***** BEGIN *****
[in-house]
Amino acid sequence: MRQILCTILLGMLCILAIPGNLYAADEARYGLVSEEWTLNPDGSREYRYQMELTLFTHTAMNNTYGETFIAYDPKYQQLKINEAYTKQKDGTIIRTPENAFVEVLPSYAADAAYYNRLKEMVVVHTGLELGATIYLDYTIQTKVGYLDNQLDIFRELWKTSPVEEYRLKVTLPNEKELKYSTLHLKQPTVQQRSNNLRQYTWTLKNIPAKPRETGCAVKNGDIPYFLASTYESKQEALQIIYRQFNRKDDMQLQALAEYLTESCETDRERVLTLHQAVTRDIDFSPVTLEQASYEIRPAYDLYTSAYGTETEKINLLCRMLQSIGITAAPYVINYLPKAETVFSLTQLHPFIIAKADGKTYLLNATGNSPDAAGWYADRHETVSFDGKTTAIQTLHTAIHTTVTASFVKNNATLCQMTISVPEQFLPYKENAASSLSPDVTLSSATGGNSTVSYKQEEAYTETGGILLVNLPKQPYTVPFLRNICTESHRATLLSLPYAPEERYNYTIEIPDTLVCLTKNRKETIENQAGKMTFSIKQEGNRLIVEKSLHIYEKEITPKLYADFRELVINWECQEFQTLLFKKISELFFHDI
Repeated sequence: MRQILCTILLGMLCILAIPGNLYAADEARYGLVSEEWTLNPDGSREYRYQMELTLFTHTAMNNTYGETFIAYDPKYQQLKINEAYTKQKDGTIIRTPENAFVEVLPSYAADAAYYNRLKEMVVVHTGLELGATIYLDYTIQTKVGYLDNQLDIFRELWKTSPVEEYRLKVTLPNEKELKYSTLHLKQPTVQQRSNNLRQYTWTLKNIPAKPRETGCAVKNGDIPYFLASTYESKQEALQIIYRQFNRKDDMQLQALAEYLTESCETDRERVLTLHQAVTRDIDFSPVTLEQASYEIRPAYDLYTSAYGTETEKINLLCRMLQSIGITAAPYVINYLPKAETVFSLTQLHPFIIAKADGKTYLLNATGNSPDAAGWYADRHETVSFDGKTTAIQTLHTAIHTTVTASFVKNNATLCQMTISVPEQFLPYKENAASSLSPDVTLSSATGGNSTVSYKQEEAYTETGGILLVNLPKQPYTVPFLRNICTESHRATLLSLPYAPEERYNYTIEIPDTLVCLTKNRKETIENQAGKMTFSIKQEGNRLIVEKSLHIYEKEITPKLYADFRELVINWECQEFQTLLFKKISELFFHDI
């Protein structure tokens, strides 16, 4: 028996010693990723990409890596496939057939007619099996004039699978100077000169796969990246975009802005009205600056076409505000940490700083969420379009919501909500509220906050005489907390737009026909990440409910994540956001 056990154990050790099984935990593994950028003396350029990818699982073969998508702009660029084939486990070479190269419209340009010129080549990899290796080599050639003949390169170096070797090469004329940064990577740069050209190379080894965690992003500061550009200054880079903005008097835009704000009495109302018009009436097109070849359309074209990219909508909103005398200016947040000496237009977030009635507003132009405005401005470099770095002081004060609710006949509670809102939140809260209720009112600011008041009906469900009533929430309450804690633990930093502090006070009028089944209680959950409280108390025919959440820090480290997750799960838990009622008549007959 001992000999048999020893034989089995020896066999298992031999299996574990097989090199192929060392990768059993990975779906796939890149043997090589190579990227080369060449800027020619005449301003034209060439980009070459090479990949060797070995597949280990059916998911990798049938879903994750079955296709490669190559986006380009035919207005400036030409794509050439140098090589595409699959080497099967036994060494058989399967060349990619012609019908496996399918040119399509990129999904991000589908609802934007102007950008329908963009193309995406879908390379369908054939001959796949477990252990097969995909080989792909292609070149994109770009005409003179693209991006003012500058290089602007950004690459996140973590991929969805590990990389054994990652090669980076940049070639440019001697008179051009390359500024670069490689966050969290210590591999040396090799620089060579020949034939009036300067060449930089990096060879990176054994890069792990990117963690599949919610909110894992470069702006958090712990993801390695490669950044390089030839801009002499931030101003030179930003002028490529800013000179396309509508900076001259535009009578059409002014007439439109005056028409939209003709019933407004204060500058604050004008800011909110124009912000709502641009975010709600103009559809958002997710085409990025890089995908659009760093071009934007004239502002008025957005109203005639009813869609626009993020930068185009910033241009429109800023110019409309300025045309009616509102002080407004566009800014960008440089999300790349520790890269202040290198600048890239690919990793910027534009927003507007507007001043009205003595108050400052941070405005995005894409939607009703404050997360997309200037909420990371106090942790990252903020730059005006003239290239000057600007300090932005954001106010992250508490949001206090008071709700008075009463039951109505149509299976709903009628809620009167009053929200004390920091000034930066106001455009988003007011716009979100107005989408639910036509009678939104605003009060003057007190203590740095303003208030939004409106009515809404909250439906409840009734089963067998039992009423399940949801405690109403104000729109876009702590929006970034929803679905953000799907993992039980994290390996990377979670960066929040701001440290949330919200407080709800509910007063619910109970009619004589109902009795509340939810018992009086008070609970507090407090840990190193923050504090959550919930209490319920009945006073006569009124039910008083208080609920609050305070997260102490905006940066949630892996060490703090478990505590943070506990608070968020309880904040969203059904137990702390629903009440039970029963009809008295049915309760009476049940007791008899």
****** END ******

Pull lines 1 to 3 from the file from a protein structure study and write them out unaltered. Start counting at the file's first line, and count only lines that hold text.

[in-house]
Amino acid sequence: MRQILCTILLGMLCILAIPGNLYAADEARYGLVSEEWTLNPDGSREYRYQMELTLFTHTAMNNTYGETFIAYDPKYQQLKINEAYTKQKDGTIIRTPENAFVEVLPSYAADAAYYNRLKEMVVVHTGLELGATIYLDYTIQTKVGYLDNQLDIFRELWKTSPVEEYRLKVTLPNEKELKYSTLHLKQPTVQQRSNNLRQYTWTLKNIPAKPRETGCAVKNGDIPYFLASTYESKQEALQIIYRQFNRKDDMQLQALAEYLTESCETDRERVLTLHQAVTRDIDFSPVTLEQASYEIRPAYDLYTSAYGTETEKINLLCRMLQSIGITAAPYVINYLPKAETVFSLTQLHPFIIAKADGKTYLLNATGNSPDAAGWYADRHETVSFDGKTTAIQTLHTAIHTTVTASFVKNNATLCQMTISVPEQFLPYKENAASSLSPDVTLSSATGGNSTVSYKQEEAYTETGGILLVNLPKQPYTVPFLRNICTESHRATLLSLPYAPEERYNYTIEIPDTLVCLTKNRKETIENQAGKMTFSIKQEGNRLIVEKSLHIYEKEITPKLYADFRELVINWECQEFQTLLFKKISELFFHDI
Repeated sequence: MRQILCTILLGMLCILAIPGNLYAADEARYGLVSEEWTLNPDGSREYRYQMELTLFTHTAMNNTYGETFIAYDPKYQQLKINEAYTKQKDGTIIRTPENAFVEVLPSYAADAAYYNRLKEMVVVHTGLELGATIYLDYTIQTKVGYLDNQLDIFRELWKTSPVEEYRLKVTLPNEKELKYSTLHLKQPTVQQRSNNLRQYTWTLKNIPAKPRETGCAVKNGDIPYFLASTYESKQEALQIIYRQFNRKDDMQLQALAEYLTESCETDRERVLTLHQAVTRDIDFSPVTLEQASYEIRPAYDLYTSAYGTETEKINLLCRMLQSIGITAAPYVINYLPKAETVFSLTQLHPFIIAKADGKTYLLNATGNSPDAAGWYADRHETVSFDGKTTAIQTLHTAIHTTVTASFVKNNATLCQMTISVPEQFLPYKENAASSLSPDVTLSSATGGNSTVSYKQEEAYTETGGILLVNLPKQPYTVPFLRNICTESHRATLLSLPYAPEERYNYTIEIPDTLVCLTKNRKETIENQAGKMTFSIKQEGNRLIVEKSLHIYEKEITPKLYADFRELVINWECQEFQTLLFKKISELFFHDI